But what to collect is not always obvious. At one time, the thought of collecting comic books was absurd. Same with baseball cards. They were just kid’s stuff, right?
Now, collecting has become a global phenomenon, and, fortunately (or otherwise), civilization has produced a lot – a LOT – of stuff to collect. Some things just pass us by, though, until it’s too late to get in on the ground floor when they’re still cheap.
There are indeed plenty of things to collect right now that have the potential to be worthwhile investments. In terms of recordings and music memorabilia, it’s obvious that we’re on a sharp upward curve in original vinyl records. It’s also obvious that compact discs are on a sharp downward curve. That doesn’t mean it doesn’t make sense to collect CDs, only that a collector needs to be smart about it.
Let’s look briefly at DVDs. In the rush to downloading and streaming, DVDs are on a faster popularity descent than CDs. Like vinyl, there may be a resurgence of interest in physical DVDs at some point in the future. Probably, though, it will not be as large a wave as LPs are enjoying now because DVDs will not have the same kind of nostalgic hook. Still, there are some things a DVD can offer that simple streaming can’t (at least not yet).
Don’t discount the tactile, physical nature of DVDs, with their images and information. And, all that extra stuff probably won’t be ported to the streaming services, either.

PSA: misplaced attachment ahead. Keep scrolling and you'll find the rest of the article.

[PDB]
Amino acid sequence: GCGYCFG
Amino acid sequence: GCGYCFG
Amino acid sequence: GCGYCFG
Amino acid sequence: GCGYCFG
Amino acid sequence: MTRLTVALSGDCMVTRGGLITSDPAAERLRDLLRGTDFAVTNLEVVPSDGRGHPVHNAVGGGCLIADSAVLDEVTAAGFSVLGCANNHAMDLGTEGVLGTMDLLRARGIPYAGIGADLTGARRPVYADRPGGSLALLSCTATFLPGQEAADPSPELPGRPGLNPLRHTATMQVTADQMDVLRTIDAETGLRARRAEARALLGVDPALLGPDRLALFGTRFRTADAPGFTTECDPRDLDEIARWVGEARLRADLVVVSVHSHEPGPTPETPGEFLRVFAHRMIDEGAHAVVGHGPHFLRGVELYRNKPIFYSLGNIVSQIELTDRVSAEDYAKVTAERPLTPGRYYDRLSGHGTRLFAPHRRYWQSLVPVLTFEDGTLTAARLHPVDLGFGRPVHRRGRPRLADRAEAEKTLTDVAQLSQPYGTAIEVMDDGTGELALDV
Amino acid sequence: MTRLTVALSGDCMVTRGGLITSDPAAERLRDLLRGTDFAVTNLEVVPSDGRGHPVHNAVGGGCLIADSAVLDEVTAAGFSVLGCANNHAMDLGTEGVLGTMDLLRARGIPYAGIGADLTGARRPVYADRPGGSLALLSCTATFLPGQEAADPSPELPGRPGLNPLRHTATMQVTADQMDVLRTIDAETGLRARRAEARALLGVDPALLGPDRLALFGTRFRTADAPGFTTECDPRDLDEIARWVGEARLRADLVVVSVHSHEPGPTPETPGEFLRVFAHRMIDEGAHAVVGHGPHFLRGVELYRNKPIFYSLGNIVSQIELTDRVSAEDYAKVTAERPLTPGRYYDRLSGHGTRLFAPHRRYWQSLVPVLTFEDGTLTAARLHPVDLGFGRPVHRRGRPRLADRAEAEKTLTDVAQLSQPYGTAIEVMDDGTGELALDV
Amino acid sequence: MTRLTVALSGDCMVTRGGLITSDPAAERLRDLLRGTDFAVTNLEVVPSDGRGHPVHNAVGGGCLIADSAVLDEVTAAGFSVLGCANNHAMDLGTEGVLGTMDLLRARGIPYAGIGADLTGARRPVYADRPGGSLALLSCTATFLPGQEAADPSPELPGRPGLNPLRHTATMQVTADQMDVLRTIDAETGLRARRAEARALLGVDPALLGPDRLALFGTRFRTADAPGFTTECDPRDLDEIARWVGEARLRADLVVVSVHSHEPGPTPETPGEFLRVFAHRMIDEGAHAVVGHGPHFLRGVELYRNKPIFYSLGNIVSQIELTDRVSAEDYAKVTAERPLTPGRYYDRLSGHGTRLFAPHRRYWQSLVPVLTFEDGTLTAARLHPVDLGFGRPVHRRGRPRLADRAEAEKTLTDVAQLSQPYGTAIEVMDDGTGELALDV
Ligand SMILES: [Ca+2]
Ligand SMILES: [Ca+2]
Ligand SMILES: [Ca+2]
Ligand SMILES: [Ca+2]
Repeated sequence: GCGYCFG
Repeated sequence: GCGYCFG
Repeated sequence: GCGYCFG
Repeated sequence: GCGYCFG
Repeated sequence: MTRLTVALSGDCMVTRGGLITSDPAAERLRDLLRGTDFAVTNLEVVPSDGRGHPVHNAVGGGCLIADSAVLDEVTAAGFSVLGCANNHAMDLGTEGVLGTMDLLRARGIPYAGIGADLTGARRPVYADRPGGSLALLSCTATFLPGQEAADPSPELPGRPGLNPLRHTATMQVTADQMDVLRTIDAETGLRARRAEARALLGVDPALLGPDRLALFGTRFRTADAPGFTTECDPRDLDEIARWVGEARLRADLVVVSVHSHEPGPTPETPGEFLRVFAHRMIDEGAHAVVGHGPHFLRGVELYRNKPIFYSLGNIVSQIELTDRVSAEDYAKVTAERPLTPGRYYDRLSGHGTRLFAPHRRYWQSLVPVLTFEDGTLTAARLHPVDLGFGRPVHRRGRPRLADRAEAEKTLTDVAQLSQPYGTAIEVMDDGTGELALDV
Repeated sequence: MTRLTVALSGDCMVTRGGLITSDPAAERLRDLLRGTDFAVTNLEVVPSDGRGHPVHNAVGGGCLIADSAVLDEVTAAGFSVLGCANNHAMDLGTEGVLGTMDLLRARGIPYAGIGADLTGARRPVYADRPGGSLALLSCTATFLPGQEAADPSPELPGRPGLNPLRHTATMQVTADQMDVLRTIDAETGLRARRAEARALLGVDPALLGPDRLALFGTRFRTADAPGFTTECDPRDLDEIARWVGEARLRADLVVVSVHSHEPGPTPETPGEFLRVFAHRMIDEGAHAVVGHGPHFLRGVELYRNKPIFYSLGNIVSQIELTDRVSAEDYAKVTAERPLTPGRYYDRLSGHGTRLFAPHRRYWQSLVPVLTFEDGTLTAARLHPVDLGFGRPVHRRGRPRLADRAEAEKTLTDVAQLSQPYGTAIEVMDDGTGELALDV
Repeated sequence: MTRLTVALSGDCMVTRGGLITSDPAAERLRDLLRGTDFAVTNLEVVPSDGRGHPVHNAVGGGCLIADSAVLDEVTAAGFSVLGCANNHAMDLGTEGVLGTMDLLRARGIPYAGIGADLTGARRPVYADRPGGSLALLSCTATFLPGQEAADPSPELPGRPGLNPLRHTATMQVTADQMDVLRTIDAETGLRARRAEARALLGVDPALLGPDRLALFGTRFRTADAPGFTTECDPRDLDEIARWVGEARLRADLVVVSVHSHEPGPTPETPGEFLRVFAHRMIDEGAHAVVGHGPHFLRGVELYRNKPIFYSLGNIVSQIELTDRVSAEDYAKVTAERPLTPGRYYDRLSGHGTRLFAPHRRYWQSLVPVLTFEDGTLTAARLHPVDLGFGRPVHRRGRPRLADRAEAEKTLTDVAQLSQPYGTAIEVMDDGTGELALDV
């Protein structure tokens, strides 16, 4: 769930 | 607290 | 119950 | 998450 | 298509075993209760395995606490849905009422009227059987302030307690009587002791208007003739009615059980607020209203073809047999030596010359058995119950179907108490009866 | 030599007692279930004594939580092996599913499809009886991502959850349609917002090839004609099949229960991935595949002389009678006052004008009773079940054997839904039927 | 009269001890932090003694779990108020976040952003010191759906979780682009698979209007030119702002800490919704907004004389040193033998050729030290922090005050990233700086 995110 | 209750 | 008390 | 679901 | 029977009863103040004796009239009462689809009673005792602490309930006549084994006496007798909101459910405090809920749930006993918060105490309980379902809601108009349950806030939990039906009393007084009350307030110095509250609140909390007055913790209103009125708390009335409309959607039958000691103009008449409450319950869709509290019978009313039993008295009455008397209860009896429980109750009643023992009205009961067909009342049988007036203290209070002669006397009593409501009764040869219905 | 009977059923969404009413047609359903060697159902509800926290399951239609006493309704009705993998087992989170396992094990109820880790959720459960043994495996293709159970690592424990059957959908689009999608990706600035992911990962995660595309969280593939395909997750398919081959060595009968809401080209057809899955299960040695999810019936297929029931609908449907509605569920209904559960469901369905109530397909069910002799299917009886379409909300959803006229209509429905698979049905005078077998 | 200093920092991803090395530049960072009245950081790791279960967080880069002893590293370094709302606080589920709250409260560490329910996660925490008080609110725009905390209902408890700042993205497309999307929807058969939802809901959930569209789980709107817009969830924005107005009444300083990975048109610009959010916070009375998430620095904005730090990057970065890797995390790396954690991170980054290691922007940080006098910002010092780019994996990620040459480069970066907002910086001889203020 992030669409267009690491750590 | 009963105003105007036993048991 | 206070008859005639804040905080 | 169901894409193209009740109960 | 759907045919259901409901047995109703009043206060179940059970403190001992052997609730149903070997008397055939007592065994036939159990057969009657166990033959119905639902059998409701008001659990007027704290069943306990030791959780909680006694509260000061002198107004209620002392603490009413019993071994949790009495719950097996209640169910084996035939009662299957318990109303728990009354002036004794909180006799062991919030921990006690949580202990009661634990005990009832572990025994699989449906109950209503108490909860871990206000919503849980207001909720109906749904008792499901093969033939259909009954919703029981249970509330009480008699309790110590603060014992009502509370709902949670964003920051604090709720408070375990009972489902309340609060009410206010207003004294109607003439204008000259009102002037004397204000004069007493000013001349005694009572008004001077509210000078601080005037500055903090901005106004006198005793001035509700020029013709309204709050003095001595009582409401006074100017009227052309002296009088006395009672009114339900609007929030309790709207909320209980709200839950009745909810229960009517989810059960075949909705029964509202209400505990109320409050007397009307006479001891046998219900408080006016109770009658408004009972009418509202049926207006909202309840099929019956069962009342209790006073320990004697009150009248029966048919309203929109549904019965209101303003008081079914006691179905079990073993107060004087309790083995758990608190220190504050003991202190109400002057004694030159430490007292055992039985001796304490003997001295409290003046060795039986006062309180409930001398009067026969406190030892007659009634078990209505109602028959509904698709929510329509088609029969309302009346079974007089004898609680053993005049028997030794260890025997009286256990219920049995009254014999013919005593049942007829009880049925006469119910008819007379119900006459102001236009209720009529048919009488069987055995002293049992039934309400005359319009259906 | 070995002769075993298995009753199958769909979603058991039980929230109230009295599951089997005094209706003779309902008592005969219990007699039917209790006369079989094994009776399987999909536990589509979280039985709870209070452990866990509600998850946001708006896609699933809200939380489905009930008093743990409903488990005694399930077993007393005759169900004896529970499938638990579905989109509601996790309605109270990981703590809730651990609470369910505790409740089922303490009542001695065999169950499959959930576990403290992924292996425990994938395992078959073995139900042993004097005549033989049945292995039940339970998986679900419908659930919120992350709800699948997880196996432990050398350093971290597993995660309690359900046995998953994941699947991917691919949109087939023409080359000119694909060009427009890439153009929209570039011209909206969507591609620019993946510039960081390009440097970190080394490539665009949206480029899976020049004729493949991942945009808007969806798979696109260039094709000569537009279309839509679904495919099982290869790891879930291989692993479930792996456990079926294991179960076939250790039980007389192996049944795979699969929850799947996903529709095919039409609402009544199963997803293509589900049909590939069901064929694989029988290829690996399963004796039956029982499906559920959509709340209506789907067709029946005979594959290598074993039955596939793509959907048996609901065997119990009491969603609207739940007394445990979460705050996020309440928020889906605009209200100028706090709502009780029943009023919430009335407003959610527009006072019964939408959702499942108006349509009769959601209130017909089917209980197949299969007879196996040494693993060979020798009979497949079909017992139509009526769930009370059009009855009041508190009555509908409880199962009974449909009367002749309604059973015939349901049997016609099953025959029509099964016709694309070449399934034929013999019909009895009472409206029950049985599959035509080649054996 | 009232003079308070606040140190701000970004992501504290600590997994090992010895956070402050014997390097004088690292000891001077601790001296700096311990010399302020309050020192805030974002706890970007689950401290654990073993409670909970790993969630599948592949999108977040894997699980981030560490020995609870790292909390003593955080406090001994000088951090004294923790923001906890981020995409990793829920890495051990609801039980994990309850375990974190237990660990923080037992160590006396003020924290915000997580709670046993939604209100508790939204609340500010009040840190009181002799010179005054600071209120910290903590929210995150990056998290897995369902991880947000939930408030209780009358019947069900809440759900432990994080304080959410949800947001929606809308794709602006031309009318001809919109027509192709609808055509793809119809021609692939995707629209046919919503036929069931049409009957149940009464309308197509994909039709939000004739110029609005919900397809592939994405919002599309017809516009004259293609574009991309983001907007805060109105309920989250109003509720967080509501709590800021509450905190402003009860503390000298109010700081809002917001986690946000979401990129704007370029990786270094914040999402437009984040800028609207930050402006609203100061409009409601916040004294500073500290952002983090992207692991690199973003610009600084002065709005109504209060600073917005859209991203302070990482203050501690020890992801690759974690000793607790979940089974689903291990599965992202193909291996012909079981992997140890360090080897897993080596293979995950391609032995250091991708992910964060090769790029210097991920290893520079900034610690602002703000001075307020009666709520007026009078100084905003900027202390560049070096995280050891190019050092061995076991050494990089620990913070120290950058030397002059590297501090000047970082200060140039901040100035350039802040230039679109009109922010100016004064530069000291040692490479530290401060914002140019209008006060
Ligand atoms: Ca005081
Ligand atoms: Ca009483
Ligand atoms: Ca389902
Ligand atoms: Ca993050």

The original Warner Bros. DVD and Blu-Ray combined release of Martin Scorsese’s classic concert footage of “The Last Waltz” went out of print quickly. There is a current Blu-Ray edition, but it lacks extra footage, a couple audio commentaries, and a new documentary, “Revisiting The Last Waltz.”
The excellent U2 concert captured in the documentary, “Under A Blood Red Sky,” is out of print, and prices on Amazon currently range from $25 to $90 for copies in its original deluxe plastic case. There a nice booklet that comes with the DVD, and the director commentary is sure to be missing from the streaming options.
Virtually unknown in the country, Slade were one of Britain’s biggest and best bands of the ‘70s before punk. Their very worthy dramatic film, “Slade In Flame,” was released on DVD in the U.S. by Shout Factory in 2004. It is OOP but still found relatively inexpensively. For now. Streaming, yes, but no poster insert, and no 50-minute interview.
Classical music on DVD is perhaps even more ephemeral than pop music. Three superb versions of Alban Berg’s masterful expressionist opera “Lulu” were all released on DVD around the same time in 2010-2011. Two are still in print, or, rather, you can still buy new copies. The Deutsche Grammophon DVD with Patricia Petibon is cheap at $22.00 new, while Opus Arte’s Royal Opera House performance with Agneta Eichenholz is $32.00. But the ArtHaus Musik release with Laura Aikin is OOP, and there’s currently one copy on Amazon for $88.00. Now, these may or may not be available for downloading or streaming, but the DVDs have very nice cover designs and each has extensive booklets with notes and photographs.
The question is, of course, will the physical media matter? Will nice packaging and photographs and booklets and “extras” matter to someone in the future, someone who will want the actual DVD? That’s what makes collecting such an interesting challenge when gazing into the crystal ball. Who would have thought vinyl would come back? Why, even cassettes are being made again! The DVD may become a dinosaur format, but I’m willing to bet some of these boxes will be highly sought after. And valuable.